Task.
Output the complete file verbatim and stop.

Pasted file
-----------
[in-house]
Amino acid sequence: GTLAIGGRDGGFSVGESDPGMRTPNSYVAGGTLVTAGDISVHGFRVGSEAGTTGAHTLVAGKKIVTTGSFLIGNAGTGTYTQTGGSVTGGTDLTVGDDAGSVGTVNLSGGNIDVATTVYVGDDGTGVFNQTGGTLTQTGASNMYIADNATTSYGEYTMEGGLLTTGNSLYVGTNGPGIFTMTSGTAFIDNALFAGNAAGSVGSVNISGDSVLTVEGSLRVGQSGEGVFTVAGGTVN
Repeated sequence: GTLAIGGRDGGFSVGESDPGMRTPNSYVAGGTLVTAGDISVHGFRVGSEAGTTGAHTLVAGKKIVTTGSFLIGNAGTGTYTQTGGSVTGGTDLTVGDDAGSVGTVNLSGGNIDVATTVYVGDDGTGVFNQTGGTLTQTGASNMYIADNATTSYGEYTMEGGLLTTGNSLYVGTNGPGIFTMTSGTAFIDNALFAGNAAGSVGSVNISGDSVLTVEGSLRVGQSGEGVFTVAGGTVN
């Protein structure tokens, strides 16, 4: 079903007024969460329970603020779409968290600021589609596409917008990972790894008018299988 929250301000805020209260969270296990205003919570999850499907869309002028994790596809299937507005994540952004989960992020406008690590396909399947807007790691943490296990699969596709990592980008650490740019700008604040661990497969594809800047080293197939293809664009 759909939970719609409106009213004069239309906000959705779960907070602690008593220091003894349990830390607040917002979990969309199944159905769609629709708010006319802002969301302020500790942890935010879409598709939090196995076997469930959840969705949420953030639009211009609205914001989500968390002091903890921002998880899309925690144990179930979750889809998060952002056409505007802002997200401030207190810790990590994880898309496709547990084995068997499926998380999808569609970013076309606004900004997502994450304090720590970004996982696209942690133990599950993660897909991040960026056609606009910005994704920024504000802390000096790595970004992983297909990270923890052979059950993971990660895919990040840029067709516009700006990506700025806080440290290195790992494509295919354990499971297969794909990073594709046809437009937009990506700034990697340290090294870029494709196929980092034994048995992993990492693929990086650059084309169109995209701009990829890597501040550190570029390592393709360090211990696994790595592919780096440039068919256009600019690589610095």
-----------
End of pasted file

[in-house]
Amino acid sequence: GTLAIGGRDGGFSVGESDPGMRTPNSYVAGGTLVTAGDISVHGFRVGSEAGTTGAHTLVAGKKIVTTGSFLIGNAGTGTYTQTGGSVTGGTDLTVGDDAGSVGTVNLSGGNIDVATTVYVGDDGTGVFNQTGGTLTQTGASNMYIADNATTSYGEYTMEGGLLTTGNSLYVGTNGPGIFTMTSGTAFIDNALFAGNAAGSVGSVNISGDSVLTVEGSLRVGQSGEGVFTVAGGTVN
Repeated sequence: GTLAIGGRDGGFSVGESDPGMRTPNSYVAGGTLVTAGDISVHGFRVGSEAGTTGAHTLVAGKKIVTTGSFLIGNAGTGTYTQTGGSVTGGTDLTVGDDAGSVGTVNLSGGNIDVATTVYVGDDGTGVFNQTGGTLTQTGASNMYIADNATTSYGEYTMEGGLLTTGNSLYVGTNGPGIFTMTSGTAFIDNALFAGNAAGSVGSVNISGDSVLTVEGSLRVGQSGEGVFTVAGGTVN
């Protein structure tokens, strides 16, 4: 079903007024969460329970603020779409968290600021589609596409917008990972790894008018299988 929250301000805020209260969270296990205003919570999850499907869309002028994790596809299937507005994540952004989960992020406008690590396909399947807007790691943490296990699969596709990592980008650490740019700008604040661990497969594809800047080293197939293809664009 759909939970719609409106009213004069239309906000959705779960907070602690008593220091003894349990830390607040917002979990969309199944159905769609629709708010006319802002969301302020500790942890935010879409598709939090196995076997469930959840969705949420953030639009211009609205914001989500968390002091903890921002998880899309925690144990179930979750889809998060952002056409505007802002997200401030207190810790990590994880898309496709547990084995068997499926998380999808569609970013076309606004900004997502994450304090720590970004996982696209942690133990599950993660897909991040960026056609606009910005994704920024504000802390000096790595970004992983297909990270923890052979059950993971990660895919990040840029067709516009700006990506700025806080440290290195790992494509295919354990499971297969794909990073594709046809437009937009990506700034990697340290090294870029494709196929980092034994048995992993990492693929990086650059084309169109995209701009990829890597501040550190570029390592393709360090211990696994790595592919780096440039068919256009600019690589610095």